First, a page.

July 26: The South Korean company has recently created dedicated forum sections for the One UI 6.0 Beta Program on the Galaxy S23, Galaxy S23+, and Galaxy S23 Ultra. Although these sections are currently empty, they can be found on the official forums for Samsung in India and the US. This indicates that Samsung is nearing the One UI 6.0 Beta Program launch for the Galaxy S23 series.
How to Join the One UI 6 Beta Program:
1. Download the Samsung Members app if you don’t already have it.
2. Open the app and tap the bell icon in the top right for notifications.
3. Expand all inbox notices. When the One UI 6 beta is available, tap “Registrations for the One UI Beta program.”
4. Review the beta details and terms, then tap “Enroll.”
5. Wait about 10 minutes after enrolling.
Install the One UI 6 Beta:
1. Open Settings on your device.
2. Tap “Software update.”
3. Tap “Download and Install” to get the beta update.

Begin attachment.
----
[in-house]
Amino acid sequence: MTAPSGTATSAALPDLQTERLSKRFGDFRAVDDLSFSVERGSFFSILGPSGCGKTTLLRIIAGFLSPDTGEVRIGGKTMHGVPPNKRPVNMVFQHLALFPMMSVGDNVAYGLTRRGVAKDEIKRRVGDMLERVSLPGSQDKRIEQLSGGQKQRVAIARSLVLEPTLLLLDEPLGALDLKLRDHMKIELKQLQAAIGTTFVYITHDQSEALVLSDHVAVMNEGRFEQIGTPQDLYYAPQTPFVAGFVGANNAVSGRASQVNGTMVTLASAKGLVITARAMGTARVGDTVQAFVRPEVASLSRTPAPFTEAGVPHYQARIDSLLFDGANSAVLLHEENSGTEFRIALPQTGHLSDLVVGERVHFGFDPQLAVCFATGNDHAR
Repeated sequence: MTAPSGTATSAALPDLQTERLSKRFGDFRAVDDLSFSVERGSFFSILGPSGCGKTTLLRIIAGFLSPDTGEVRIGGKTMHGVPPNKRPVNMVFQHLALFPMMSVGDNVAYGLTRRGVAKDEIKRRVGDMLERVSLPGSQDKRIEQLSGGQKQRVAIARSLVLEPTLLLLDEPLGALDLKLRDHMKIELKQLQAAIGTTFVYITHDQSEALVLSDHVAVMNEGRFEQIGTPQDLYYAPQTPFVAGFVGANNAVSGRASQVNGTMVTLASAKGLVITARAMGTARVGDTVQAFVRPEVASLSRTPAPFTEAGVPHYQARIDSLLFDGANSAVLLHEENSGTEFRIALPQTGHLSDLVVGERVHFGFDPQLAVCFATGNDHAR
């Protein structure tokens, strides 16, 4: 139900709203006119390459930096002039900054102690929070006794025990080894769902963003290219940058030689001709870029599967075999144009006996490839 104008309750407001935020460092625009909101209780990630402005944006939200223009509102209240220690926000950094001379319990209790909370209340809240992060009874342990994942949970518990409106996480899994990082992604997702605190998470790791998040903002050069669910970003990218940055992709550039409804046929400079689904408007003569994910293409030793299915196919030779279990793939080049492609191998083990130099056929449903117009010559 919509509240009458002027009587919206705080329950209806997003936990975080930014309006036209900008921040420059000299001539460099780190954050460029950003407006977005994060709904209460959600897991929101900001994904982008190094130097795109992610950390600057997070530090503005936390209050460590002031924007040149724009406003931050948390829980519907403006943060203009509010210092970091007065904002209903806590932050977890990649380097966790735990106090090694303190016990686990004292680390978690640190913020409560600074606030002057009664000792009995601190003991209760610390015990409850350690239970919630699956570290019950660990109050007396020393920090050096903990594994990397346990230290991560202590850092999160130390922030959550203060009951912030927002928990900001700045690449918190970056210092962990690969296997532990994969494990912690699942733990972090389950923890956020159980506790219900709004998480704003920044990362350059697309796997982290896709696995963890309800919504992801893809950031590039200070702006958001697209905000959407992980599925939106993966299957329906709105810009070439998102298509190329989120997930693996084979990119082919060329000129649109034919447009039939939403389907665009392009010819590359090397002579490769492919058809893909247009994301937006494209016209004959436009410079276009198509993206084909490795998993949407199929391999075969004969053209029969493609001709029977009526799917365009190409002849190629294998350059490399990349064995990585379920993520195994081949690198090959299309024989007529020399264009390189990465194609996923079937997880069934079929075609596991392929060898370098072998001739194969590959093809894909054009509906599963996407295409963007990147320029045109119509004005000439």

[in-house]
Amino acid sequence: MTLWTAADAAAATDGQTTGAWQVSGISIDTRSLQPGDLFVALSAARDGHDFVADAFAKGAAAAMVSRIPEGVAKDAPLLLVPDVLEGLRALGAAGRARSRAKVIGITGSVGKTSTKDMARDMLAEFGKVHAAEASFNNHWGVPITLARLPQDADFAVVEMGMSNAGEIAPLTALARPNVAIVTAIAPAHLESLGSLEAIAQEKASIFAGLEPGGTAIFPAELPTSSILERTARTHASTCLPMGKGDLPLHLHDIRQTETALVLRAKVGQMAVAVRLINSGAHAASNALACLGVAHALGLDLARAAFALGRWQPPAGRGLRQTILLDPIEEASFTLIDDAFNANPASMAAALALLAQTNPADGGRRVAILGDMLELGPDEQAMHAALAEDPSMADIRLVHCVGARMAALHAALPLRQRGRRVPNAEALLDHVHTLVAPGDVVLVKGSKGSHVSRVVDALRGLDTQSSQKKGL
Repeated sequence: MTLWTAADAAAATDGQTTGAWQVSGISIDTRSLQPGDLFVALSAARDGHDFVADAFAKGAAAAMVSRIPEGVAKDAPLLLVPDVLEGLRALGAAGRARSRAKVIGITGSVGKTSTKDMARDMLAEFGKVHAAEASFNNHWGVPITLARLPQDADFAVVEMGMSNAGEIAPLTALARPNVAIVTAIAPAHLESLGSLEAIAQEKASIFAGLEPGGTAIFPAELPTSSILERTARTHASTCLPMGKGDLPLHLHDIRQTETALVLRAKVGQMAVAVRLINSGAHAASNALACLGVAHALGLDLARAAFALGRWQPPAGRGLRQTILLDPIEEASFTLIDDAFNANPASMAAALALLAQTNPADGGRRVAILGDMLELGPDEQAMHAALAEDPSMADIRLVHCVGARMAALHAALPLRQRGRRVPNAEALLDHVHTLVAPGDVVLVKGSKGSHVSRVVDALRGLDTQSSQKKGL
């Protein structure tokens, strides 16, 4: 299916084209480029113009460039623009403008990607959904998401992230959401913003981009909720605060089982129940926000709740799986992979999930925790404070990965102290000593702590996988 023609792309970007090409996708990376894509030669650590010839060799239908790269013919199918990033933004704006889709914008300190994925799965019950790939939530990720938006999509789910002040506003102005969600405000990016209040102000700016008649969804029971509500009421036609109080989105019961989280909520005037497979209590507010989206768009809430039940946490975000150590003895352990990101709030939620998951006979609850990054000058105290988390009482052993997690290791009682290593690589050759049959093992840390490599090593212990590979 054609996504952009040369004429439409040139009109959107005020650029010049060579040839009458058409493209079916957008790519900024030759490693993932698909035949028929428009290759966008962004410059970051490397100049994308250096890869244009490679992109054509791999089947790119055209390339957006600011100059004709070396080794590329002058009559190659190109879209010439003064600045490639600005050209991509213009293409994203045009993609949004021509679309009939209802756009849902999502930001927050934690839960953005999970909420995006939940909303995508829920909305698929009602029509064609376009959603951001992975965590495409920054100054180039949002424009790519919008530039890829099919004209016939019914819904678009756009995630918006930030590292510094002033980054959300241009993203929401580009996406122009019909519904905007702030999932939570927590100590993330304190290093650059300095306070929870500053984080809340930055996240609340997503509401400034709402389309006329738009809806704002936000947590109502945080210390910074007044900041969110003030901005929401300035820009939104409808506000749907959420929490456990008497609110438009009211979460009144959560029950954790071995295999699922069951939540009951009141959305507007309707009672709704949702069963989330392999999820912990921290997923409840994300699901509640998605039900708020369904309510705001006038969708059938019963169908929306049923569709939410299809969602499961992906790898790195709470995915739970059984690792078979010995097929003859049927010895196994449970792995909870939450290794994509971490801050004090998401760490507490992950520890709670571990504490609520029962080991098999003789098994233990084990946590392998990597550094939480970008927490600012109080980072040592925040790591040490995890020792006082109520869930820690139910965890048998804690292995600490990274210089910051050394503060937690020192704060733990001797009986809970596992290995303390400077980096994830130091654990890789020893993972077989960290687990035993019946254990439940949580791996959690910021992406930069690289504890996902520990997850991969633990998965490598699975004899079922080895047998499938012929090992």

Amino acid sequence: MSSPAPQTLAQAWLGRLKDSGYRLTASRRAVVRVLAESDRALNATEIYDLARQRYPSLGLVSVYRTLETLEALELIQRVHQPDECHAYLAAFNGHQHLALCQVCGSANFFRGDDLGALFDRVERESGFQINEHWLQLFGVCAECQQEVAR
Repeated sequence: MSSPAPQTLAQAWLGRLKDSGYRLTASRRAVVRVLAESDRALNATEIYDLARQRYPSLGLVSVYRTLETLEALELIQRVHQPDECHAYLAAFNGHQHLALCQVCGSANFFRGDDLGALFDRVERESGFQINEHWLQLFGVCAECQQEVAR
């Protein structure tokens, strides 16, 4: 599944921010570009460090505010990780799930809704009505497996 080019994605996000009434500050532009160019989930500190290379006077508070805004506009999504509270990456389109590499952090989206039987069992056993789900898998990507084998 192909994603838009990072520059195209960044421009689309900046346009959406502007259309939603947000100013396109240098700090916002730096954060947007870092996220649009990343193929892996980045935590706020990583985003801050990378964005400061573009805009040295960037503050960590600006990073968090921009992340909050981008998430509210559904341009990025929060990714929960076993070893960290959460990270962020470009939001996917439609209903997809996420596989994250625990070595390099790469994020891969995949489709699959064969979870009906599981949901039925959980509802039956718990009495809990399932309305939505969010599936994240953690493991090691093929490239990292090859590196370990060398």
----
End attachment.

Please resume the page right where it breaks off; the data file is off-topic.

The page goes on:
What’s new with Android 14?
Bloatware is a problem on most Android phones, and it’s only exacerbated when carriers install useless applications. They make your phone heavier, and bloatware is a waste of storage in general.
Android 14 introduces simpler and easier ways to conveniently debloat your device without using tools like ADB.
Android 14 also makes usability easier since it has a predictive back gesture. When you’re moving back to another app or page in a browser, it smartly predicts when you’re returning and displays a preview of what you’re returning to.
Many applications ask you permission to access all of your photos. But there’s absolutely no requirement that they should have that permission.
You can now individually choose which photos you want to give access to. This feature is very similar to iOS and is helpful for privacy-focused users.